Medical advice and use of nicotine gum have recently received increased attention as effective tools to encourage smokers to quit, yet the relative value of nurse vs physician counseling has not been explored in depth. In this study, 425 smokers attending three urban primary care centers in Barcelona were systematically allocated to one of three groups: group A patients received a brief counseling session to quit from their family physician; group B patients were given the same brief counseling along with a free supply of nicotine gum; group C received a brief health-education session from the primary care nurse. Three hundred forty-nine patients (82%) could be reached by telephone at the two-month follow up. By that time, after correcting for the estimated validity of the phone report of smoking status, the proportion declaring themselves to be nonsmokers was 10.9%, 11.1%, and 10.8%, respectively, without significant differences between them. At one-year follow up the proportions were 4.4%, 5.3%, and 6.0%. In the logistic regression analysis, only the expected difficulty of quitting was predictive of one-year abstention, OR = 3.1 (95% CI: 1.3-7.3). The present study shows no difference between physician versus nurse counseling and no improvement in the proportion of quitters with the addition of nicotine gum in the physician-counseled group.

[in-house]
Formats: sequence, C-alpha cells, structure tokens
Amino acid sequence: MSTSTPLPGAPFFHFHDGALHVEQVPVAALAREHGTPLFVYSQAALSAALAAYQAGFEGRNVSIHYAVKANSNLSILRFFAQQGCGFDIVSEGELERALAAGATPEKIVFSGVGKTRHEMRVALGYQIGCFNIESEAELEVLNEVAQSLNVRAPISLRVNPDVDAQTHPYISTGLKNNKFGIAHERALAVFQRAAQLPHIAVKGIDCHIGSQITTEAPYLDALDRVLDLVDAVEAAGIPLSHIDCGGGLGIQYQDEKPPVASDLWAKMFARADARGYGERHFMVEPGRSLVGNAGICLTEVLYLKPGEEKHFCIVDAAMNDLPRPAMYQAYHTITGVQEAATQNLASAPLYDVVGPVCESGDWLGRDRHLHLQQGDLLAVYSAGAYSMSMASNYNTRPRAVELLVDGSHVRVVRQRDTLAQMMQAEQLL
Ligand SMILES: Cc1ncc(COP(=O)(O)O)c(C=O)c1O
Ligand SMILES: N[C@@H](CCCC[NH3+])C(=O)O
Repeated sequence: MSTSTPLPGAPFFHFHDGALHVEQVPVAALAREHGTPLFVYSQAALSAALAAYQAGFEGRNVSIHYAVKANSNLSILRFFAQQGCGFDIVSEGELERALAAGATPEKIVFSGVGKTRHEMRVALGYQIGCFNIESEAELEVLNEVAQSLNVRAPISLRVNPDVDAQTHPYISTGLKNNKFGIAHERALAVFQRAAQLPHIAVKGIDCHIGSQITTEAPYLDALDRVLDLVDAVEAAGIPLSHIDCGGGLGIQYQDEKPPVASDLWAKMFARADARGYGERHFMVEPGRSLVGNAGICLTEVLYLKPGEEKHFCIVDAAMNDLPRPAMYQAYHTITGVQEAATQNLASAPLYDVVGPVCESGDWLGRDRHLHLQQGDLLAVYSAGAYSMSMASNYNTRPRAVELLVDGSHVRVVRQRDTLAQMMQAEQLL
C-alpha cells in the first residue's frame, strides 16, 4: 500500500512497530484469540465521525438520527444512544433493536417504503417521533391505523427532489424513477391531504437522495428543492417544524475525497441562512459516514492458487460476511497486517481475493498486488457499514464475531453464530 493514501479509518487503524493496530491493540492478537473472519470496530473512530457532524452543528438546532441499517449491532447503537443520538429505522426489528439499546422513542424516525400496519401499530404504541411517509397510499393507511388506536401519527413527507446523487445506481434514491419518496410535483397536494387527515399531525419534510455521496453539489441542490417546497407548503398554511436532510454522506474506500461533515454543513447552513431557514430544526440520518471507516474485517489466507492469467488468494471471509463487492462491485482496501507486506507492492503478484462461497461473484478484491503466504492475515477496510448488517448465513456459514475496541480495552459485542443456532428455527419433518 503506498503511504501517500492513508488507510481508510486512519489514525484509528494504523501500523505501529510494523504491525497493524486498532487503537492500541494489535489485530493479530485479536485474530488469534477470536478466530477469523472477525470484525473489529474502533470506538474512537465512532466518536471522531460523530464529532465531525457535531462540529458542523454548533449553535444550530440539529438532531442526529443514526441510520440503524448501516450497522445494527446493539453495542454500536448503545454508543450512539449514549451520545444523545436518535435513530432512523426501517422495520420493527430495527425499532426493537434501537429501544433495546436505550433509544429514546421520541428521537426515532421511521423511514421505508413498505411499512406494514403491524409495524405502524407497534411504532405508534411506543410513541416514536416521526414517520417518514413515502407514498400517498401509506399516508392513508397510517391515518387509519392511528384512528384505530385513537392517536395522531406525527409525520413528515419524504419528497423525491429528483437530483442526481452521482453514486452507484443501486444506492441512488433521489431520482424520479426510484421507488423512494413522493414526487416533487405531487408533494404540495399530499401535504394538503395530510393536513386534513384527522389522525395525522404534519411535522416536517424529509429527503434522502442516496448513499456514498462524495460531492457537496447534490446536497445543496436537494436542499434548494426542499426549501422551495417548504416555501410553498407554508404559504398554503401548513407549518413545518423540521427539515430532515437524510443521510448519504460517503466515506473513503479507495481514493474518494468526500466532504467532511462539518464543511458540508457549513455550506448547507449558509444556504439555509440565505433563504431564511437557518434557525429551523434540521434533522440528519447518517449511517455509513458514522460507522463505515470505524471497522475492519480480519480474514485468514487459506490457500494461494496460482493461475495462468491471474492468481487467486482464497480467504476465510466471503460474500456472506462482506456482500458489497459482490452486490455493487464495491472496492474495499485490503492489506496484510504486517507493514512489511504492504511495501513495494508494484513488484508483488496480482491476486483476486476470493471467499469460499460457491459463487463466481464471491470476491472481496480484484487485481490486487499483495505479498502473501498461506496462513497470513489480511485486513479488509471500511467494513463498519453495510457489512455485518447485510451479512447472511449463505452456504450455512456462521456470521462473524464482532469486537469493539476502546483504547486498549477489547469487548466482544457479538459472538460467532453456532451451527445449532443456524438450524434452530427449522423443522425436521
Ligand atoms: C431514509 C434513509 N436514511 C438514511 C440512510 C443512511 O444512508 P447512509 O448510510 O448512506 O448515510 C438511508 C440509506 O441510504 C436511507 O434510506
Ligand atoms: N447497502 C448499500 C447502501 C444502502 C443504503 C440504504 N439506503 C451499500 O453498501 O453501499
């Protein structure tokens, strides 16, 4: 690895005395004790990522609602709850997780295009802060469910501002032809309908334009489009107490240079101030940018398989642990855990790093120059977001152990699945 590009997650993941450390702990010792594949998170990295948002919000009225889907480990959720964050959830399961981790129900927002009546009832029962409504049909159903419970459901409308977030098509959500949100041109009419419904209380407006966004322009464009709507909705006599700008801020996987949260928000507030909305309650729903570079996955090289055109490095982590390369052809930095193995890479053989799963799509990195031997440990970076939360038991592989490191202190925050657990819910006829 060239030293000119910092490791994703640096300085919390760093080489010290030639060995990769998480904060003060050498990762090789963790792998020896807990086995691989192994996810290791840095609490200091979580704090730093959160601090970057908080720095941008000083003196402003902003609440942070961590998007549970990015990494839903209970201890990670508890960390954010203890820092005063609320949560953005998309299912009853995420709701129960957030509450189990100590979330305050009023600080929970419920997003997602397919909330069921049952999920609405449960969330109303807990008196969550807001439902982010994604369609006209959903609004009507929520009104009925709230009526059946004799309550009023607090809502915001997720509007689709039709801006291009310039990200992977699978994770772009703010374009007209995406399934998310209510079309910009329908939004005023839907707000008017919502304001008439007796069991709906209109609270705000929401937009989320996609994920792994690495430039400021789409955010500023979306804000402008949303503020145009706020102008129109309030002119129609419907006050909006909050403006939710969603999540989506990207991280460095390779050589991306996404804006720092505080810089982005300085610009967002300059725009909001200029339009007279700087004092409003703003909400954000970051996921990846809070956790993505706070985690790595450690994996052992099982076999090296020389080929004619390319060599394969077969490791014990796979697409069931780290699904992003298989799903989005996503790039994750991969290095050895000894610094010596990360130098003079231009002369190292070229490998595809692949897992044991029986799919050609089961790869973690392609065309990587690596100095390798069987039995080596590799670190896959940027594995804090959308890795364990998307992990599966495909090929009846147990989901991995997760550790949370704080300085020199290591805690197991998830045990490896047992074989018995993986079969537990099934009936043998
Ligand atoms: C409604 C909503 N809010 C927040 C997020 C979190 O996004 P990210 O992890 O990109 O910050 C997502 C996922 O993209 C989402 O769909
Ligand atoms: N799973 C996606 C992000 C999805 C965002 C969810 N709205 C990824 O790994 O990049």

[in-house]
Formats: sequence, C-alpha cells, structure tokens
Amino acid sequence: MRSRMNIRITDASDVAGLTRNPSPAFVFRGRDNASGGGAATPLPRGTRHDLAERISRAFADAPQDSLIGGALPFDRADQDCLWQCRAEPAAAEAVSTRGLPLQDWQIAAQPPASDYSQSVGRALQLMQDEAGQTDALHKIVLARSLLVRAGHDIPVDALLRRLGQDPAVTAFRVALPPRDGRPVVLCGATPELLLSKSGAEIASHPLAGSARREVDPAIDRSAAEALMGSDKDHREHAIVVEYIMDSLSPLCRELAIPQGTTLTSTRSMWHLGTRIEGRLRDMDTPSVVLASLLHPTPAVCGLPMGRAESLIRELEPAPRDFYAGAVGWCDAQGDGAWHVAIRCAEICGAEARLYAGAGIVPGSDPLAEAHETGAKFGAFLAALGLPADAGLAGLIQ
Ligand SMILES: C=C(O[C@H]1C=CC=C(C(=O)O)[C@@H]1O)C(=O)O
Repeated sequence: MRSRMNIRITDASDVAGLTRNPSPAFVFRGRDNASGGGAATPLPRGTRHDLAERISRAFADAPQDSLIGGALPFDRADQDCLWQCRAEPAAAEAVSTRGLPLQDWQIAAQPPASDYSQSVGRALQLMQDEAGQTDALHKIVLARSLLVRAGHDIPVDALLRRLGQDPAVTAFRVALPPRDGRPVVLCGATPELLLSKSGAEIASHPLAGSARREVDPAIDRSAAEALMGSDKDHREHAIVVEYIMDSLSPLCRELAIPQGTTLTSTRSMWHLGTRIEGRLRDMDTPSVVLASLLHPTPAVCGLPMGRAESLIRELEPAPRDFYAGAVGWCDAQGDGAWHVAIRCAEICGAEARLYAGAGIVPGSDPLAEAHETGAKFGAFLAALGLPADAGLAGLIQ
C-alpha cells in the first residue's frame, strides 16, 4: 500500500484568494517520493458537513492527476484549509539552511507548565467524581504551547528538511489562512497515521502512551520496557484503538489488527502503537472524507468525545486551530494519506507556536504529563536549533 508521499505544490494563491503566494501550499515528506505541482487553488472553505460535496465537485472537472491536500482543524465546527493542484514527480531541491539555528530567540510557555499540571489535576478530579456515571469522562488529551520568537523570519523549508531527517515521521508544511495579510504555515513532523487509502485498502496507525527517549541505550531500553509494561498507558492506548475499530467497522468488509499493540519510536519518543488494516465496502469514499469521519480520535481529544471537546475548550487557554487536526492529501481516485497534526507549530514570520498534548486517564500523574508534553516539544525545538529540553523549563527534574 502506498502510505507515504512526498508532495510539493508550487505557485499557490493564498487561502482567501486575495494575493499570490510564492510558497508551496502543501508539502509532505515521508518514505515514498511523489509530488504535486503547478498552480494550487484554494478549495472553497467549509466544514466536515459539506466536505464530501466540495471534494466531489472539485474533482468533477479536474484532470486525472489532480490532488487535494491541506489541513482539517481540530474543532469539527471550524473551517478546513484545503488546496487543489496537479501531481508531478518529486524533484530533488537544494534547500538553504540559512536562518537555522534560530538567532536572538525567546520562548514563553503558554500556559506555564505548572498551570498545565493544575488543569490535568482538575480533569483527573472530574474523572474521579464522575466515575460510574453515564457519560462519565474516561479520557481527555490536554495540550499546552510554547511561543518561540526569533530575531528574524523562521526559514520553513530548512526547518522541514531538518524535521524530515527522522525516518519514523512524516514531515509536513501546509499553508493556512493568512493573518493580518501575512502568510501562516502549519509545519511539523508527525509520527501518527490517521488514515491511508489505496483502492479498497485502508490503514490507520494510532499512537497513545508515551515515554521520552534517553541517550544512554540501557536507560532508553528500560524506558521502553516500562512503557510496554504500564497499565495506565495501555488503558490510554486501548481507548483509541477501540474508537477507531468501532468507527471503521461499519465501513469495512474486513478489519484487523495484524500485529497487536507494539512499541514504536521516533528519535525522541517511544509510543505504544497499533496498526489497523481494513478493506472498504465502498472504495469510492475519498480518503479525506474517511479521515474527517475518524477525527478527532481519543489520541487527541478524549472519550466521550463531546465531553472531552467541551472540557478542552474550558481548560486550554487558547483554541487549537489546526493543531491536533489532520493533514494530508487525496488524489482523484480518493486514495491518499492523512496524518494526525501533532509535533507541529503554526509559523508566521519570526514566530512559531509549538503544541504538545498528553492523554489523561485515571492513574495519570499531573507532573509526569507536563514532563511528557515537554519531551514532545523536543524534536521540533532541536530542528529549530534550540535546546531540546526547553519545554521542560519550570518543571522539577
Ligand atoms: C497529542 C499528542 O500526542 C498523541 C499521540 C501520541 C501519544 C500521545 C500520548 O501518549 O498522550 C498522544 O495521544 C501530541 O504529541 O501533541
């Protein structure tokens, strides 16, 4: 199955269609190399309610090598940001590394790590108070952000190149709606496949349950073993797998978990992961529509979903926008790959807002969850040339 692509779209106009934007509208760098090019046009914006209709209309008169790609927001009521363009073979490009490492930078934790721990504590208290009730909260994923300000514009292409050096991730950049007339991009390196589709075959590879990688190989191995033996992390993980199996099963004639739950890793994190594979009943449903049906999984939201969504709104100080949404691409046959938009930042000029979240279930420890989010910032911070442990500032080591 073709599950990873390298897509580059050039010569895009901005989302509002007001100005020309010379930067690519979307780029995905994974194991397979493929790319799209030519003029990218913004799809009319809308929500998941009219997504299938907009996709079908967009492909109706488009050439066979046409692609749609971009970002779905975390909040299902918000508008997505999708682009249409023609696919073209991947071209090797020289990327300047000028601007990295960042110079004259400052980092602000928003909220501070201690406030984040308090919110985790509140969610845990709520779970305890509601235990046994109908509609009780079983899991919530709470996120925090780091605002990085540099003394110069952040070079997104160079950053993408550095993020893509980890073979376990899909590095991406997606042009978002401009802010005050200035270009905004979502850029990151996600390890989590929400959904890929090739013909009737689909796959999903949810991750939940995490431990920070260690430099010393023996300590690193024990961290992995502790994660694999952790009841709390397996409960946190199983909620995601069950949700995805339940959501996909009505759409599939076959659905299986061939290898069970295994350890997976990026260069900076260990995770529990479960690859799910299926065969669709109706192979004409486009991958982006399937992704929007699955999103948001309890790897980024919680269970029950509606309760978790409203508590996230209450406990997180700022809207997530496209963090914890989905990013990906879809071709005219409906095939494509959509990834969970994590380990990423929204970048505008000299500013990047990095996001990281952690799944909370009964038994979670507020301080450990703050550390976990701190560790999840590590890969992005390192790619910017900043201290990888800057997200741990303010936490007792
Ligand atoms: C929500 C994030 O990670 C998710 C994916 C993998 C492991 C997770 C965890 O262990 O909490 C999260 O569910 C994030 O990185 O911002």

|Original language||English (US)|
|Number of pages||8|
|Journal||The Family practice research journal|
|State||Published - Sep 1992|
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